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Finding Your Place as an Intern

Young Professional Key Principles

October 18, 2021

Navigating your place as an intern can be hard. Carter Wadding, Athene sales intern, finds his way using three key principals:

  • Culture is about finding the right fit — not fitting in.
  • Your unique background and perspective is an asset — use it.
  • Soft skills ar¬¬e just an important as technical — fine-tune both.

It can be intimidating to start a new job, especially an internship. You are only at the company for a few months, and you want to make a good first impression knowing it may lead to a full-time job. You’re challenged to adapt to the culture, complete projects and get to know your co-workers and fellow interns in the timeline of 10 weeks.

As I look back on my internship at Athene, I realized my successful experience came down to three key principles that I believe any young professional could apply when navigating the search for internships or entry-level roles:

  1. Culture is about finding the right fit — not fitting in.
  2. Your unique background and perspective is an asset — use it.
  3. Soft skills are just an important as technical — fine-tune both.

Culture is About Finding the Right Fit — Not Fitting In

This process begins before the internship starts during the job-seeking phase. It is important to prioritize what you are looking for. For me, I knew I was interested in a job that was in the finance industry and was hoping to accept a position before spring semester, so I valued an early recruitment process. In addition, I knew I thrived in a fast-pace, competitive environment and when I interviewed with Athene, I realized our values aligned.

Through Athene, I had the opportunity to volunteer for Greater Des Moines Habitat for Humanity in a Greater Des Moines (DSM) neighborhood. This event allowed me to spend time with my fellow interns and support my community. Athene’s culture places an emphasis on giving back to the community and this mentality fits both my personality and my professional goals. Everyone will have different expectations and ways of living out the values of a company’s culture. But finding what is important to you and pursuing it through the lens of that culture is what can take your experience to the next level. Knowing this will make the interview process and internship more beneficial.

Your Unique Background + Perspective is an Asset — Use It

Although your major or area of study should not limit your options when searching for internship opportunities, it is important to consider how it may help you succeed. I’m studying finance but jumped at the opportunity to be a sales intern. I found that while my background in finance did not directly apply to my day-to-day tasks, it applied to the industry. Working in sales gave me a more holistic view of the industry, and I was able to actively apply the concepts I learned in school to navigate new situations.

Take annuities, for example. I’ve never learned how to sell an annuity during school — but I did learn the fundamentals of what an annuity is and its function. This simple background, while not focused on sales, helped me feel confident talking about Athene’s products and made me a better sales intern. You learn the most when you are challenged and, because I went outside my comfort zone, I gained valuable experience by stretching into a role that was outside of a traditional finance job.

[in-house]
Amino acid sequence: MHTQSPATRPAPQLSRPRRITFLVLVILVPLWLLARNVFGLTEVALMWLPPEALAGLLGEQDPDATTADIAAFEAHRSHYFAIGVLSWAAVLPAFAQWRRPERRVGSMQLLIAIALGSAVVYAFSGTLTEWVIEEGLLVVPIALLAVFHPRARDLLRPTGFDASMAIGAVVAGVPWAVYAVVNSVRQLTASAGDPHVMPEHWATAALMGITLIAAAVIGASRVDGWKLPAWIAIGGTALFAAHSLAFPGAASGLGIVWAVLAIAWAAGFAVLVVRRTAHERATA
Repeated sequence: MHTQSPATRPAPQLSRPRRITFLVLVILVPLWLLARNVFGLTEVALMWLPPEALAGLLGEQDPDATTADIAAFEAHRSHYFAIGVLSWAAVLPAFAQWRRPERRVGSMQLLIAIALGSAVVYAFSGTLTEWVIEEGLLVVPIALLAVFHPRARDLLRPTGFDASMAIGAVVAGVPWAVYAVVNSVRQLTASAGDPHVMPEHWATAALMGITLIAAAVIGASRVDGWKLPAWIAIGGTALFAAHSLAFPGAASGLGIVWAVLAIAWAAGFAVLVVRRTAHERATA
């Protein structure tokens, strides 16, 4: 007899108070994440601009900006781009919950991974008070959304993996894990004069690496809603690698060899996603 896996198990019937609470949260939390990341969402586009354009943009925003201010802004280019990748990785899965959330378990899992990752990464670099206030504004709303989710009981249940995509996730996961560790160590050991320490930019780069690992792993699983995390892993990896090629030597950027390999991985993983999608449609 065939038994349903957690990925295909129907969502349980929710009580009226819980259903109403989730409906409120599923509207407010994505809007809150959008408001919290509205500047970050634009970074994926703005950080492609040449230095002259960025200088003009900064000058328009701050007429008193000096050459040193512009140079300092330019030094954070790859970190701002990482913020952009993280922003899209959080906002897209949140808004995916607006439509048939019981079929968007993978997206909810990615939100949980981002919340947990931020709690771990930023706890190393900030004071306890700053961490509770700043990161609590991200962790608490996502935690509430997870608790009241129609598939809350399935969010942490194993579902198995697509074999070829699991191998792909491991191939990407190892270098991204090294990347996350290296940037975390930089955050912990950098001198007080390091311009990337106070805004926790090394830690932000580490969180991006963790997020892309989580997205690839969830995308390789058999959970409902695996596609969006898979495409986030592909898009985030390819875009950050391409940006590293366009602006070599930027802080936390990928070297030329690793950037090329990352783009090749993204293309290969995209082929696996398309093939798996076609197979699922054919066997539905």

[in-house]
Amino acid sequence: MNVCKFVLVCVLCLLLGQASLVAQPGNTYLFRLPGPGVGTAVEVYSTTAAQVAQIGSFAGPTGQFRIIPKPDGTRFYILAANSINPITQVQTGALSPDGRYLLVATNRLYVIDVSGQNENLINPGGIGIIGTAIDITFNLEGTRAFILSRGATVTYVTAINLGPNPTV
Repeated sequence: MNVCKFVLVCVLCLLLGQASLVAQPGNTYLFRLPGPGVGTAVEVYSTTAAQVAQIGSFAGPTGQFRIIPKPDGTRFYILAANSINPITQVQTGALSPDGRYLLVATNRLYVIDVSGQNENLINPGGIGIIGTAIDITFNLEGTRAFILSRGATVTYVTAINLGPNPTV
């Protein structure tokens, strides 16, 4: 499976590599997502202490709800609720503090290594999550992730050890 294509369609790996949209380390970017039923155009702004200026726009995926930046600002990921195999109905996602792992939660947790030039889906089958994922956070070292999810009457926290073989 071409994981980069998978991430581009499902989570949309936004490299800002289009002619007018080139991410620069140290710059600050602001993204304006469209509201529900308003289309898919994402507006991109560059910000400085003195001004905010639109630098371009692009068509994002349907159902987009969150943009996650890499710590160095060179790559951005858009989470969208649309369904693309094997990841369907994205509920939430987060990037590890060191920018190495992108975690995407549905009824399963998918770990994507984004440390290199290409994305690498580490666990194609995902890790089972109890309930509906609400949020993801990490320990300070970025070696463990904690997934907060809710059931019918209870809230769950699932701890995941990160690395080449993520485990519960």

Soft Skills Are Just as Important as Technical — Fine-Tune Both

This summer, I learned a lot of skills that applied to Athene and my job, but also learned many transferable skills that I plan to take with me into my senior year at Iowa State University and to future positions.

Three important skills I learned during my internship that I can apply in any professional situation include accountability, self-efficiency and honesty. Being accountable means doing your job to the best of your ability and abiding to agreed-upon expectations. Accountability goes hand in hand with self-efficiency. Employers value interns who are willing to think critically about possible resources and solutions before bringing a question to their leader. Being able to answer your own questions and suggest solutions instead of presenting problems shows independence and autonomy in the workplace.

Lastly, I learned how important it is to be honest. When I was on the phone with a producer, my goal was to be truthful and not hide facts to help figure out if Athene has the solution for the producer to suggest to the client. We were taught that sometimes Athene does not have the solution, and that is okay.

Overall, it can be intimidating starting a new position, but because I took the time to find a company that best fits me and my values, I was able to succeed beyond my everyday tasks. By being an active participant in my internship experience, I was able to own what I got out of the position and will be able to draw upon what I learned at Athene well beyond my summer internship.

Athene USA is proud to offer a comprehensive, fast-paced intern program for the next generation of talent in the financial services industry — all right here in Des Moines. Members of the 2021 Athene internship class were asked to share their experience and why a Des Moines-based company was the place they chose to spend their summer.

Job opportunities and career resources are abundant in Greater Des Moines (DSM). Whether you're looking to find an internship, a job, develop professionally or grow as a student, we have the resources to help you thrive.

Carter Wadding

Carter Wadding is a sales intern at Athene USA. He is a senior at Iowa State University studying Finance with an expected graduation of 2022.